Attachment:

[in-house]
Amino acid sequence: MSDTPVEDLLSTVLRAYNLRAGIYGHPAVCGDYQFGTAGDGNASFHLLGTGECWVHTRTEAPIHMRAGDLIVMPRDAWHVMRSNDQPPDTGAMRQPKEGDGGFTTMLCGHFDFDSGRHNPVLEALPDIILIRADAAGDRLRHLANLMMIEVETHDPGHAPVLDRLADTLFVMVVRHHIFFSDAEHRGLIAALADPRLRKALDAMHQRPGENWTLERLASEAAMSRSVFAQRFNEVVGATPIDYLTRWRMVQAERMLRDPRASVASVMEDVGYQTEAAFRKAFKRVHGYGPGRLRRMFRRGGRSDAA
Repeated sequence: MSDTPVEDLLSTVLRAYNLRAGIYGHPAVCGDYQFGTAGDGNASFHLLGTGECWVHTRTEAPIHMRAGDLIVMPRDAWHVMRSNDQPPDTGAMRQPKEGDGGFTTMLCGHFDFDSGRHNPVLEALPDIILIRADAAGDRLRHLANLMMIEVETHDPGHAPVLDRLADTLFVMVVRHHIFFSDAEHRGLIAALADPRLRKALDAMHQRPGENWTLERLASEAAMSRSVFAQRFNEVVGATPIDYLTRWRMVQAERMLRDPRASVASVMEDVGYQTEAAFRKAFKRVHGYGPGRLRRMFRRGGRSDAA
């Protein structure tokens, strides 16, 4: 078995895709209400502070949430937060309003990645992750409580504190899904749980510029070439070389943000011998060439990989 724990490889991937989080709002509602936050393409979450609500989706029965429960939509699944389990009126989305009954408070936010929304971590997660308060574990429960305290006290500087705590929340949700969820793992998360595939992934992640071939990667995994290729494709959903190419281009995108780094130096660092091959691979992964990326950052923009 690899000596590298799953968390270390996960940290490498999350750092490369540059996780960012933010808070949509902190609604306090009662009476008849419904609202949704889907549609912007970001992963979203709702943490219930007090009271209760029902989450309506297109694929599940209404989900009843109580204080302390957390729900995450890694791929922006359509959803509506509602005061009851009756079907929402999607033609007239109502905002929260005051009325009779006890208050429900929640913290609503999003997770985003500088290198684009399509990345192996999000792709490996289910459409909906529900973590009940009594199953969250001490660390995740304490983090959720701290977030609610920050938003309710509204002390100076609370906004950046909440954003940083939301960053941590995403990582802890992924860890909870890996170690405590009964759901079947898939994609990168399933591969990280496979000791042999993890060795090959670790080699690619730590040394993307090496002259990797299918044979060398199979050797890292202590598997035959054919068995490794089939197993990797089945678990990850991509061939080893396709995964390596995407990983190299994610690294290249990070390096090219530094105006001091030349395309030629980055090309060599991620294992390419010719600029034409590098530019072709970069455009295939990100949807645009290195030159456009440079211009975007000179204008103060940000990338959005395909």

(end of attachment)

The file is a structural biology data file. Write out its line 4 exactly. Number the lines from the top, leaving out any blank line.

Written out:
């Protein structure tokens, strides 16, 4: 078995895709209400502070949430937060309003990645992750409580504190899904749980510029070439070389943000011998060439990989 724990490889991937989080709002509602936050393409979450609500989706029965429960939509699944389990009126989305009954408070936010929304971590997660308060574990429960305290006290500087705590929340949700969820793992998360595939992934992640071939990667995994290729494709959903190419281009995108780094130096660092091959691979992964990326950052923009 690899000596590298799953968390270390996960940290490498999350750092490369540059996780960012933010808070949509902190609604306090009662009476008849419904609202949704889907549609912007970001992963979203709702943490219930007090009271209760029902989450309506297109694929599940209404989900009843109580204080302390957390729900995450890694791929922006359509959803509506509602005061009851009756079907929402999607033609007239109502905002929260005051009325009779006890208050429900929640913290609503999003997770985003500088290198684009399509990345192996999000792709490996289910459409909906529900973590009940009594199953969250001490660390995740304490983090959720701290977030609610920050938003309710509204002390100076609370906004950046909440954003940083939301960053941590995403990582802890992924860890909870890996170690405590009964759901079947898939994609990168399933591969990280496979000791042999993890060795090959670790080699690619730590040394993307090496002259990797299918044979060398199979050797890292202590598997035959054919068995490794089939197993990797089945678990990850991509061939080893396709995964390596995407990983190299994610690294290249990070390096090219530094105006001091030349395309030629980055090309060599991620294992390419010719600029034409590098530019072709970069455009295939990100949807645009290195030159456009440079211009975007000179204008103060940000990338959005395909």